Typically, one of the first priorities for a Jewish community is establishing a cemetery. Kansas City was no different. The Kansas City Hebrew Benevolent Society paid $500 for ground at 18th and Lydia on May 14, 1866 for the city’s first Jewish cemetery. The Society’s leaders were among the same group that formed Congregation B’nai Jehudah on October 2, 1870. The first burial was in September 1866, after 22-year-old Helena Baum of Pleasant Hill was killed in a railroad accident.
Soon after the Congregation’s founding, the Benevolent Society dissolved and ceded the cemetery to B’nai Jehudah. The congregational leaders realized that the cemetery soon would be inadequate in size and already was being crowded by the city’s rapid growth. A move was necessary.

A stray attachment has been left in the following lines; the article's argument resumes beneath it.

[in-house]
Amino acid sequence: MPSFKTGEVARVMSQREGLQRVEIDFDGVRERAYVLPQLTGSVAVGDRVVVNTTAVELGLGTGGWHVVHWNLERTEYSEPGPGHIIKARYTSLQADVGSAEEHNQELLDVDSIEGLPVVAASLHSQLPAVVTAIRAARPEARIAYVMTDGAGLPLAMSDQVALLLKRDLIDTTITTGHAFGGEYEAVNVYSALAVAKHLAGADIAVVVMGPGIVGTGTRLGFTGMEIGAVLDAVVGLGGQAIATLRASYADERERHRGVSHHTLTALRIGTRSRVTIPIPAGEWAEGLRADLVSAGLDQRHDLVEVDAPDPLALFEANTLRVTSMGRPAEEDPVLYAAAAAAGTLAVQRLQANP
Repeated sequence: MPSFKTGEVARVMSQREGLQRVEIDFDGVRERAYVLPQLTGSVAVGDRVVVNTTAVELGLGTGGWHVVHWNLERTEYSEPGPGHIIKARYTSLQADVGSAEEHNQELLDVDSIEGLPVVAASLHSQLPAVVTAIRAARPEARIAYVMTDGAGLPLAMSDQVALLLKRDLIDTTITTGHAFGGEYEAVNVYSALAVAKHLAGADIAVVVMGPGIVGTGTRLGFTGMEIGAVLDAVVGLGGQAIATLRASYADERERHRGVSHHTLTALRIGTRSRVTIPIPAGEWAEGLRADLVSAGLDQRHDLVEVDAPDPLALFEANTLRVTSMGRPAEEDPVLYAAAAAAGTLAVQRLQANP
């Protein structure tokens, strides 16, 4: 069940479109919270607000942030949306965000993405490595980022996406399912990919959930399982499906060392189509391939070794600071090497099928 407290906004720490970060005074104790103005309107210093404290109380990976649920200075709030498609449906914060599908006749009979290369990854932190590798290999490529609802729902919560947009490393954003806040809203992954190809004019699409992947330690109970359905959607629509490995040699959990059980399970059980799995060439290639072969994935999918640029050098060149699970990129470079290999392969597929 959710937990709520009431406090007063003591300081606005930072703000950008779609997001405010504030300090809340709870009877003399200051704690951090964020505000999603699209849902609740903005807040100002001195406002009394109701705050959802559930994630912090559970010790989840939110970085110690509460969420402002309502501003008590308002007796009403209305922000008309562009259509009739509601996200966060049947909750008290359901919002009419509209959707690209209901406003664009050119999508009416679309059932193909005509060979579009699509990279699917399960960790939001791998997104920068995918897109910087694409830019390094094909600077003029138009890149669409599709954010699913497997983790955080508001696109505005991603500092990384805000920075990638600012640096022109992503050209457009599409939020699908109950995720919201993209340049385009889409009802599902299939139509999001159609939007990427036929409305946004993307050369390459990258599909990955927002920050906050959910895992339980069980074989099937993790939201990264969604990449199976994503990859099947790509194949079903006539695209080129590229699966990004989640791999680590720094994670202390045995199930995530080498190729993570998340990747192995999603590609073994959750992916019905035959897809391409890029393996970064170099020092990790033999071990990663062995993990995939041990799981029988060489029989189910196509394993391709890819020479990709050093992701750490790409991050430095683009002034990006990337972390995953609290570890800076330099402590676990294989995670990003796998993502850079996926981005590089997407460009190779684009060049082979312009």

In November 1872, B’nai Jehudah bought a two-acre tract in Elmwood Cemetery, two miles east of the city. The price of $2,000 was satisfied by a cash payment of $200 and the trade-in of the original cemetery property.
The 37 remains interned at 18th and Lydia were exhumed by the labor of men with shovels. These caskets and headstones were loaded onto horse-drawn wagons and transferred to Elmwood, 2.7 miles to the east at 4900 E. Truman Road, then known as 15th Street.
The new congregational cemetery was consecrated Sunday, November 24, 1872. During the next ten years, B’nai Jehudah’s cemetery at Elmwood provided all interments for Kansas City’s Jewish dead. Gravesites at Elmwood were made available to all Jews without distinction to affiliation or non-affiliation.
B’nai Jehudah’s section at Elmwood continued as the congregation’s cemetery until October 9, 1921, when Rose Hill Cemetery was dedicated at 69th and Troost. Many of our current members’ ancestors are interned at Elmwood and the Congregation continues to help maintain it.
(Adapted from Roots In A Moving Stream by Frank Adler z”l and Elmwood Cemetery-Stories of Kansas City by Bruce Matthews )
October 16, 2020